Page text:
I prefix this post by saying: The church is made up of humans who are flawed and messed up, and get lots of things wrong.

And despite everything, on Sundays you will find me in church. Because even though this family is dysfunctional, it is home.

Like everyone else, we Christians love success.

We love the sheen of it and the triumphant music. We love the way it smells and makes us feel. We love to wave our golden ticket, while we are GETTING IT RIGHT AND TELLING YOU ABOUT IT. We want to be heroes in our neighbourhood; helping the sick and defending the weak. The old people smile at our wisdom, the youth recognise our cultural sensitivity. Our peers are pleased to know us. Who wouldn’t want to be around someone this perfect?

We are not trying to be judgemental, it just comes so easily when you think you are superior.

But the allure of success has misled us. It has crippled and corrupted us. It has prevented us from seeing the truth.


There came a point when I realised I had major problems with the ‘victorious life’ narrative.

Somewhere deep down it smacked of deception.

We were glossing over reality. Pretending life wasn’t hard. Putting a smiley sticker on it.

Platitudes. It was platitudes and cliche.

And it was a lie.

I hid this thought for a long time. Buried it deep beneath my guilt and failure. I thought it was my weakness talking. Not my spirit crying out.

We Were Pretending.  (Scratch that, I can’t talk for anyone else). I Was Pretending.

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I thought I could have my ‘best life now’ if I was a good christian. If I tried hard enough.

The Western Christianity I imbibed had mixed the gospel with a business manual and a self-help book in an attempt to look appealing. One part biblical truth, one part sweat, one part inspirational stories.

And if I didn’t manage a ‘victorious life’ it was because I was weak or worse still, sinful. I didn’t have enough discipline or faith in my life.

(And, to be clear, I’m not blaming anyone else for this. I was not being force-fed. I was a passive consumer for any idea that might give me the success I craved).

But, I have come to realise, through the kind of pain that turns out to be the best thing that ever happened to me, this is not the gospel. The gospel is not formulas and frameworks and five point plans. It is not progressing up a ladder of holiness until I am like Jesus. The gospel is mystery.

The illusion of the triumphant Christian life might look good for a while. But it’s veneer disguises a rotten core.

A core of self-salvation projects. Where I think I can do something to contribute to my salvation.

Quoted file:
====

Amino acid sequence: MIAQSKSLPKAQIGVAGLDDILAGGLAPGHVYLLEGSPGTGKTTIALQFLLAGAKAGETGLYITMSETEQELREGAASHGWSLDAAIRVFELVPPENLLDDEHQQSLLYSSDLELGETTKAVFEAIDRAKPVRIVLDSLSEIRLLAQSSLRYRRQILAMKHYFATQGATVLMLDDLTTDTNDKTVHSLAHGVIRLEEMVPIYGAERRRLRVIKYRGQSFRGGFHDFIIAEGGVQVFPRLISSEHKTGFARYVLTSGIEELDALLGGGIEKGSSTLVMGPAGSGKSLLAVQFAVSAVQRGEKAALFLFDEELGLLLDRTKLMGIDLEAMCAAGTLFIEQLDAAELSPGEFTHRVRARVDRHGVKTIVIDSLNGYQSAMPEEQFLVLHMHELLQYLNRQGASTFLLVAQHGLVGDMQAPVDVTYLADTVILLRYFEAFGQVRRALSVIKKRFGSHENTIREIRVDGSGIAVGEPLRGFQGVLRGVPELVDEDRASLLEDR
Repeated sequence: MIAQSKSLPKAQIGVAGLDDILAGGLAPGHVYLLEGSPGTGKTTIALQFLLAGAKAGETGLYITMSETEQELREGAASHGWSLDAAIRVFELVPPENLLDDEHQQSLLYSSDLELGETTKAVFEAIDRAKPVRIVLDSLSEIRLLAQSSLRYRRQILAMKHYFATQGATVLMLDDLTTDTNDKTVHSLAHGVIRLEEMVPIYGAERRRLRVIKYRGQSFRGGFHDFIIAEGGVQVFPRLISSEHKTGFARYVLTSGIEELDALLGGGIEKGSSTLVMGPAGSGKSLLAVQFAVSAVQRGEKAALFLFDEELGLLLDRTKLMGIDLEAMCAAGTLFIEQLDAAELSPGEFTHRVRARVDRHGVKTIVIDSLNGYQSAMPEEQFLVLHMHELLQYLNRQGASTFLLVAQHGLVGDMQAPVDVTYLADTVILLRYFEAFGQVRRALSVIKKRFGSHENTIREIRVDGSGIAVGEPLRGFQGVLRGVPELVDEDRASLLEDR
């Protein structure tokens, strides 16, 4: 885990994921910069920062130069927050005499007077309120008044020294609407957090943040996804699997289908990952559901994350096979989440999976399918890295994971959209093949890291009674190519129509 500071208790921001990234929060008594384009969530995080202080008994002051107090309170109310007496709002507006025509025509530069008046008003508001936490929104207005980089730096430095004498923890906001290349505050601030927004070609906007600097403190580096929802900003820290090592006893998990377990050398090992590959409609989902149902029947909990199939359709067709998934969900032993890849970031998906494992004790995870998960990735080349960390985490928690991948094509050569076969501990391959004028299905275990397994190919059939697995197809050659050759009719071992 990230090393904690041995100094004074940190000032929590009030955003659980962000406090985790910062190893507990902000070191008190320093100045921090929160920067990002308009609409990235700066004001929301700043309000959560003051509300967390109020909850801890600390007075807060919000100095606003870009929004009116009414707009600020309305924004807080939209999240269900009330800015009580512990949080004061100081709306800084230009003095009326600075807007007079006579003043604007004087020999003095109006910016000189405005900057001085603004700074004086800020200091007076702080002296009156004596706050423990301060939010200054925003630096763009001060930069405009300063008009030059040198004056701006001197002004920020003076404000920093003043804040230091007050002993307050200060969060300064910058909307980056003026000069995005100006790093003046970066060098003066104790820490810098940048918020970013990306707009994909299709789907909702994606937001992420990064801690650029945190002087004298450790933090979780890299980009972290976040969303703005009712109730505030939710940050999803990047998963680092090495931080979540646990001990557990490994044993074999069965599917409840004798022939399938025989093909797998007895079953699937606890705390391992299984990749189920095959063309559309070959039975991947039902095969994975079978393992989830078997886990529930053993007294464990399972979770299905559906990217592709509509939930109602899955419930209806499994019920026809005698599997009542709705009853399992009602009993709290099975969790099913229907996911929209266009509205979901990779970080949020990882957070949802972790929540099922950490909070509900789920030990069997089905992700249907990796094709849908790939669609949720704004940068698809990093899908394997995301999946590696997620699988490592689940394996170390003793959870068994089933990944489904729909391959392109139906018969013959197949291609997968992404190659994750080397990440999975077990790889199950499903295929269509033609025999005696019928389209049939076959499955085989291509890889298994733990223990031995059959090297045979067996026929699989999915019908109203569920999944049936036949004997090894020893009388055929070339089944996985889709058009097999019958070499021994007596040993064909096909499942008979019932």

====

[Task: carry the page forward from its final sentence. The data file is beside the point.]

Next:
A core of denial and superficiality as I think I have to look like I have it all together.

A core of fist-clenched hard work which starts as pride and becomes control.


The hard work seemed reasonable:

Holding it together and attempting to parent my children in a Godly way and behave how holy people should behave. Trying not to smoke and swear, and turning the other cheek and being relentlessly gracious and having capacity for everyone else’s pain, and not giving up, and turning up when I was expected, and not ever letting anybody down.

Doing my best to impress God and everyone else. Living the message: “Accept Christ and your life can be as brilliant as mine!” I was trying to sell Jesus. To sell Christianity. (I think of Jesus turning over the tables in the temple.)

When I was successful the hard work became pride:

Salvation was less about being rescued and more, ‘I can do it’. Maybe even, ‘God needs me on his team’.

(yikes)

It was possible to maintain this appearance for a while. Peddling frantically backstage to maintain an air of respectability and success in front of the curtain. Never acknowledging my pain, ignoring the dark thoughts, keeping all the plates of service and relationships and responsibility spinning.

But eventually it became control:

In an attempt to manage life so it didn’t topple over, I became rigid and inflexible.

I stopped taking risks because the failure would be too much to bear.

And then, trust me because I KNOW THIS, sooner or later you cannot control it all and you feel your world is falling apart.

Maybe it is a relationship that suffers, maybe you become physically ill as the stress of it ALL becomes overwhelming.

As is well documented in this blog, for me it was panic attacks and depression and anxiety.

It ends in collapse.

Shame. Guilt. Failure.

Stop.

And then, later, when I had given up all hope: a glimmer of truth as Winter gave way to Spring and the flowers appeared regardless:

The gospel is relief.

Like a bullet hole through the glass I had imprisoned myself behind. The fresh air of grace rushed in.

And the mystery, that I may well spend the rest of my life trying to figure out is: I don’t have to do anything. I don’t have to serve relentlessly and have no needs.  I don’t have to keep it all together and manage behaviours. I don’t have to work hard, or look right. I don’t have to be living victoriously, in continual health and happiness, with no grey days and blue months. I don’t have to be the ultimate advertisement for my faith, I don’t have to defend Christianity, or worse of all, sell it.

The only thing I have to contribute to my salvation, to being known and loved and accepted,

is my brokenness.

And I’ve got that on tap.

This is good news.

I can let go of the burden of responsibility.

I can cease to define myself by what I can do, what I have achieved and how shiny all my badges are.

I can simply be a witness. Someone on the journey.

 

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